DEP tutors teach basic writing, grammar
By Kelsey Noonan
Published on Monday, January 17, 2005
While students admitted to Dartmouth typically have strong intellectual backgrounds, many professors lament the steady decline of student writing. After founding the Departmental Editing Program seven years ago in an attempt to ameliorate this startling reality, Joe Asch '79 would like to see his system of one-on-one writing help within departments catch on throughout the College.
Asch, a businessman and Hanover resident, has been auditing Dartmouth classes for the last 15 years. In one such class, he witnessed a professor tell the entire class after the midterm that their writing was poor.
Asch later conceived the idea of hiring a writing editor for the art history department to work with students on writing skills. Since its inception, the DEP has expanded to encompass the religion and mathematics departments at their request.
Many professors complained that students lacked a grasp of even the most basic writing mechanics, and as a result, spent much of their time correcting grammar rather than focusing on the content of the writing.
"The job of the writing editor is to do the mechanical basic editing, and thereby free the faculty to do the things only they can do," Asch said. "In the sciences, a technician helps teach the tools of science while a professor focuses on concepts. The editors are technicians for writing."
Located in easily accessible department offices, the writing editors have backgrounds in teaching high-school English and help students with everything from spelling to fine-tuning. Although the role of the editor varies greatly by department, the faculty and students that have used them are enthusiastic with praise of the program.
Nancy Leavitt-Reibel, a high-school English teacher of 20 years prior to becoming the religion department's writing editor, says she has had a long-term interest in improving students' English skills. She is assigned to two classes per term and often sits through them or completes the reading in order maximize her ability to assist students. She does not, however, feel that she replaces the work of the Research, Writing and Information Technology center.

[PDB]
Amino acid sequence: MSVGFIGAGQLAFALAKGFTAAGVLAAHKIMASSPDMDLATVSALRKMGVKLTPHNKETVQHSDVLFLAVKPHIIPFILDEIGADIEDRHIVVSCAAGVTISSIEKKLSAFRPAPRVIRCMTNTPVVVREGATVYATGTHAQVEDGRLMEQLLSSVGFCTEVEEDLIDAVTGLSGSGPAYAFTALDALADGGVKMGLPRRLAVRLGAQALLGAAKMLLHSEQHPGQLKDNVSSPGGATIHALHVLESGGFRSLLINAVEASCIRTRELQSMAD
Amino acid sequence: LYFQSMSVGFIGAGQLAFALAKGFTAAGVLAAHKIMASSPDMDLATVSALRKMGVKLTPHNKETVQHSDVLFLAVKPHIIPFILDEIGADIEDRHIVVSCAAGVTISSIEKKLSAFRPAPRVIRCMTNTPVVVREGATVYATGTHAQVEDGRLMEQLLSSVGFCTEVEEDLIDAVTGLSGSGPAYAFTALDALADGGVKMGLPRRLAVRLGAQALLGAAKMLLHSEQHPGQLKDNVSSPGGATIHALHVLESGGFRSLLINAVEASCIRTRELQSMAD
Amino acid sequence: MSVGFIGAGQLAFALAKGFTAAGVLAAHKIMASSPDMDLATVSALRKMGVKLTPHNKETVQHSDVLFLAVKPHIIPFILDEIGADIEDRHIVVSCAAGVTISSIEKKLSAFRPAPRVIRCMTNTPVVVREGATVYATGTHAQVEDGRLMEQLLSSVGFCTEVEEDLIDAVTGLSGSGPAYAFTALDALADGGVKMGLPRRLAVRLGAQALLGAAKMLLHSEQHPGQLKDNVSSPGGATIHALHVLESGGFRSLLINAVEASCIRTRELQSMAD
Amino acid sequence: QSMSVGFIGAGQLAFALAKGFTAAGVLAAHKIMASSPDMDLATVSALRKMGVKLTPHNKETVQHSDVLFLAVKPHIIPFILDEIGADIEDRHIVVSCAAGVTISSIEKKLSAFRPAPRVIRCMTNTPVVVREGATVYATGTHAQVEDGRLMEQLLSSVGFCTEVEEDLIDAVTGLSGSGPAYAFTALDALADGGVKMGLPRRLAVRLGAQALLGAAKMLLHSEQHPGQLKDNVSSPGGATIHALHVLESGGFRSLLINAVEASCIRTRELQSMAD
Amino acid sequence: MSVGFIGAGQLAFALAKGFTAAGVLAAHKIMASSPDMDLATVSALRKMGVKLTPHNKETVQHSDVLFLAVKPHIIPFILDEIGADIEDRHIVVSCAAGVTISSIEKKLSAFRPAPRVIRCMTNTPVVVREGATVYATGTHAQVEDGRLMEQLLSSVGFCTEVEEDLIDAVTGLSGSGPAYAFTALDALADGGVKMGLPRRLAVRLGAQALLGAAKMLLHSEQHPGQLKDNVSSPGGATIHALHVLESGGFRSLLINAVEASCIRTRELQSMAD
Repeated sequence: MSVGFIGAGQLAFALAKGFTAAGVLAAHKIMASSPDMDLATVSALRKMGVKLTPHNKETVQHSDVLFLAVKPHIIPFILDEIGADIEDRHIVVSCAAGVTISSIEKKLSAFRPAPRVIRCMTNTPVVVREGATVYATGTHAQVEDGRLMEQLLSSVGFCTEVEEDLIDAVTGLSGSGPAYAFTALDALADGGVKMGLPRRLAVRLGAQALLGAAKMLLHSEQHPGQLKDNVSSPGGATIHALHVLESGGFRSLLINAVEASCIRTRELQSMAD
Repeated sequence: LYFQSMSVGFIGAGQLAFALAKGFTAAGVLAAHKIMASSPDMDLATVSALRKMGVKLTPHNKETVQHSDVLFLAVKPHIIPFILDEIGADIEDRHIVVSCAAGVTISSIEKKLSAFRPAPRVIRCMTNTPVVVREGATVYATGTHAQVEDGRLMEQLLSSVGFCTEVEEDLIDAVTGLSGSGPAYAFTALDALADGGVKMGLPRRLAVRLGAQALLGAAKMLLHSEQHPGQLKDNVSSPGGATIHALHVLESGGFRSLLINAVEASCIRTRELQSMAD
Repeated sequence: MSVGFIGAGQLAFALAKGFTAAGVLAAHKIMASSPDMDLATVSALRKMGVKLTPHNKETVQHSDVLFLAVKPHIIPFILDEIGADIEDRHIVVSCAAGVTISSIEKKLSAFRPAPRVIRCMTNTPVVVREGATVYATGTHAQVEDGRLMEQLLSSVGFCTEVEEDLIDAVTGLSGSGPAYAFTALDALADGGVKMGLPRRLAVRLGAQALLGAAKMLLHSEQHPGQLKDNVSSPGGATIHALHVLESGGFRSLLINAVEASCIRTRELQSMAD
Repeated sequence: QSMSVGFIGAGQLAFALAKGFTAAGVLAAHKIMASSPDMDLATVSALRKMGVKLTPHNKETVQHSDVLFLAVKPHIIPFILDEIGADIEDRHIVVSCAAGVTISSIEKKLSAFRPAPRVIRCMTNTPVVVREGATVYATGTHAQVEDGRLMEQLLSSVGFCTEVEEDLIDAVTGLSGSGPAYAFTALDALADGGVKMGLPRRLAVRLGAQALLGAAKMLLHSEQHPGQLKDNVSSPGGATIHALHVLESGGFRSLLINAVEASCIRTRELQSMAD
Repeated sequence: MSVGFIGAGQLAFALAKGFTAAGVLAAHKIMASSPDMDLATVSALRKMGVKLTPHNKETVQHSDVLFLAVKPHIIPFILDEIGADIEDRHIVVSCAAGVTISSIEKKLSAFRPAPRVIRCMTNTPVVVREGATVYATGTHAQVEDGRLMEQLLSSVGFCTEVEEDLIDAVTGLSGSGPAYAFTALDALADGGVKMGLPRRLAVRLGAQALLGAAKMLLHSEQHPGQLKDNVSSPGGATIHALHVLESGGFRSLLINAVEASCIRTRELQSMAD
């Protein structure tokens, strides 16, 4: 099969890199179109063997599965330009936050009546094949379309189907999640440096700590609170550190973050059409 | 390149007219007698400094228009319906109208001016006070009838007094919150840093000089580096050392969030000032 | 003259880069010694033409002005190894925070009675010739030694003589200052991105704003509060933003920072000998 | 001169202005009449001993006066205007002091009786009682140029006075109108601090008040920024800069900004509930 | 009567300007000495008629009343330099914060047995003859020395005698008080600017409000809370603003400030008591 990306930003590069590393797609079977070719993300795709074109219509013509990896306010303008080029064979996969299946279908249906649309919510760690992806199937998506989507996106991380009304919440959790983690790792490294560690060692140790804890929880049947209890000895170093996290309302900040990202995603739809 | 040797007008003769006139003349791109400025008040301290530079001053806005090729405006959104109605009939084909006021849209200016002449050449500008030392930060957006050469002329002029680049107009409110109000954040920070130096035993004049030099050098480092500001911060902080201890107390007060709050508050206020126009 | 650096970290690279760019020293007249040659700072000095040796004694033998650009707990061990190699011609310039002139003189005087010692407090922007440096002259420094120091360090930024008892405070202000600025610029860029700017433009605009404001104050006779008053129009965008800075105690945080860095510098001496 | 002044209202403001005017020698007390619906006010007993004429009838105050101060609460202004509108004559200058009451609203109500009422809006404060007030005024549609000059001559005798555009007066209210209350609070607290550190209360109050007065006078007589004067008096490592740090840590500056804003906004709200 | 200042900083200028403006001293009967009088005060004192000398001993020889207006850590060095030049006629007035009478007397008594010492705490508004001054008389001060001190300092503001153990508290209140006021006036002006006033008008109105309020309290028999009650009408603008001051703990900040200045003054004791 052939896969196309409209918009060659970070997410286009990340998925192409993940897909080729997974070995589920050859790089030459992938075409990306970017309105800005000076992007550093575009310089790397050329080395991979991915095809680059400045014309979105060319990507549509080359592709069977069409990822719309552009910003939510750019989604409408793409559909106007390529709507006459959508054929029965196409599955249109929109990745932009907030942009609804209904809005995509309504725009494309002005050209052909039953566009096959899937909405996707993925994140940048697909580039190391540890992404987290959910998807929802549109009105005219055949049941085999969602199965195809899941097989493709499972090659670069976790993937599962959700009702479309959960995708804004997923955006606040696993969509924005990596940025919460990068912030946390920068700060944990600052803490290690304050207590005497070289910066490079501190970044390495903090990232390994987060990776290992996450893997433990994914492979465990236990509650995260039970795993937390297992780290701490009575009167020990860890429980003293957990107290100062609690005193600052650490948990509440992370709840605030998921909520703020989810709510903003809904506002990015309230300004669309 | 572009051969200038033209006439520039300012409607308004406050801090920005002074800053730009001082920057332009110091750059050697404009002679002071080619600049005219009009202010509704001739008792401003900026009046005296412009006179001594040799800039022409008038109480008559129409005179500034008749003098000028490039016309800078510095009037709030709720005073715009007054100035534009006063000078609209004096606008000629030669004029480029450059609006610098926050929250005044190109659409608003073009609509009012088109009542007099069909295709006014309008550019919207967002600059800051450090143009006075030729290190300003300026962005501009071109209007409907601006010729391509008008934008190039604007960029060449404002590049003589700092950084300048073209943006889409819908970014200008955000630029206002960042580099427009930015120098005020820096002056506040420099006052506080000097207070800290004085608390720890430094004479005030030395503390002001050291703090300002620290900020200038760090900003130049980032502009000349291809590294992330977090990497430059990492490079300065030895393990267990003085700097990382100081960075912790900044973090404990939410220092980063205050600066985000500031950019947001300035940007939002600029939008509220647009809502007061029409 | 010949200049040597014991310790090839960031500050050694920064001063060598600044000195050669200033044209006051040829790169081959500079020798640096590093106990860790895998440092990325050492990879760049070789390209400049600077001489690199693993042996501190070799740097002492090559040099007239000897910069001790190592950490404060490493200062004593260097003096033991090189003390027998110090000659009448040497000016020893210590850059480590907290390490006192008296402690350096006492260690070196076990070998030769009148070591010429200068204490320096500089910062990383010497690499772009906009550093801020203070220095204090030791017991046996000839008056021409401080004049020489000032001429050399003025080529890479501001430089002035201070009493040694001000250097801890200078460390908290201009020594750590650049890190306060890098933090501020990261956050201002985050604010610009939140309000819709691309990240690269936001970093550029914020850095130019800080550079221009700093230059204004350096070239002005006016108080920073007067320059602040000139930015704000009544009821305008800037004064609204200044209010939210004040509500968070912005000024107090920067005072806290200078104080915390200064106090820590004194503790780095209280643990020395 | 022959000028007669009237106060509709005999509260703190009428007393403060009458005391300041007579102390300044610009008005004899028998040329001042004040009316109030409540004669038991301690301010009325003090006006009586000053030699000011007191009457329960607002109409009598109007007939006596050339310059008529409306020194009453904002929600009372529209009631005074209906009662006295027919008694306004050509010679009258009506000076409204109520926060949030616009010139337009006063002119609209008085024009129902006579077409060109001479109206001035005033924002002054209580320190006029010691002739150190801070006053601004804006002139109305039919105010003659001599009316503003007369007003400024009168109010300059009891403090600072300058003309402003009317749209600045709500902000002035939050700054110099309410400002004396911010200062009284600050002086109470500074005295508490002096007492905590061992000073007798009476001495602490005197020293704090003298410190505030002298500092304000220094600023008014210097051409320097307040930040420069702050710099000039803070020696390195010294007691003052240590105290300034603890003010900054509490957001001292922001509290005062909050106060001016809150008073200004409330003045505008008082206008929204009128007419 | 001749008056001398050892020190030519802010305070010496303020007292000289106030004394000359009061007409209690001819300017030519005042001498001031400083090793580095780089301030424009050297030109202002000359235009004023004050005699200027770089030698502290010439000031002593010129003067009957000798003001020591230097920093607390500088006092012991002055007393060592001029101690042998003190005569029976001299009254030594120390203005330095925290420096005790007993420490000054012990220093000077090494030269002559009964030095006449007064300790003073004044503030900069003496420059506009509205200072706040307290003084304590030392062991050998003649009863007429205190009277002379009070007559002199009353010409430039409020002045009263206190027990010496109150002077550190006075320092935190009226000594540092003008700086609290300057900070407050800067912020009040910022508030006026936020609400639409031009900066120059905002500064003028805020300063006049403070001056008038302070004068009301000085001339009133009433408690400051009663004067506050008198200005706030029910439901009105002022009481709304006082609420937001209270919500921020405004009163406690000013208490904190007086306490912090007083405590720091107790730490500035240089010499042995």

By focusing entirely on the writing of one department, Leavitt-Reibel feels she knows what professors want in addition to being familiar with the material, but, she said, "the more resources we have to help students with writing, the better we will be as an institution."
Religion Professor Ronald Green agreed.
"This is not just correcting spelling and grammar for problem writers," Green said. "This is an educational experience. Students emerge with their writing transformed."
Although Asch views RWIT as a useful resource, he feels that a centralized writing center is not able to give the most effective help to specific papers.
"The most important aspect of the program is the editor being in the department; the one-on-one instruction is the only real way for students to learn to write," Asch said. "DEP is a major innovation in how writing is being taught."
With resources such as DEP, RWIT and a policy requiring most freshmen to take English 5, it is puzzling that many students still lack writing skills. Asch believes students do not learn these skills earlier in their educational careers.
"It is a culture that is much less literate," Asch said. "They seem to teach much more creativity than syntax in high school today."
Green agreed that there has been a shift away from writing in many courses.
"Writing is often dreadful. I'm appalled really," Green said. "Too many courses don't require writing, and students are not used to expressing themselves through it."
With DEP now in its seventh year and funding three full-time editors, Asch is hoping to pass the program onto the Dartmouth administration. The faculty and students who have participated in DEP are eager to see it expand to the whole College.
"I think that all departments would benefit from having an embedded writing coach for one-to-one interaction in addition to the other resources we already have," Leavitt-Reibel said.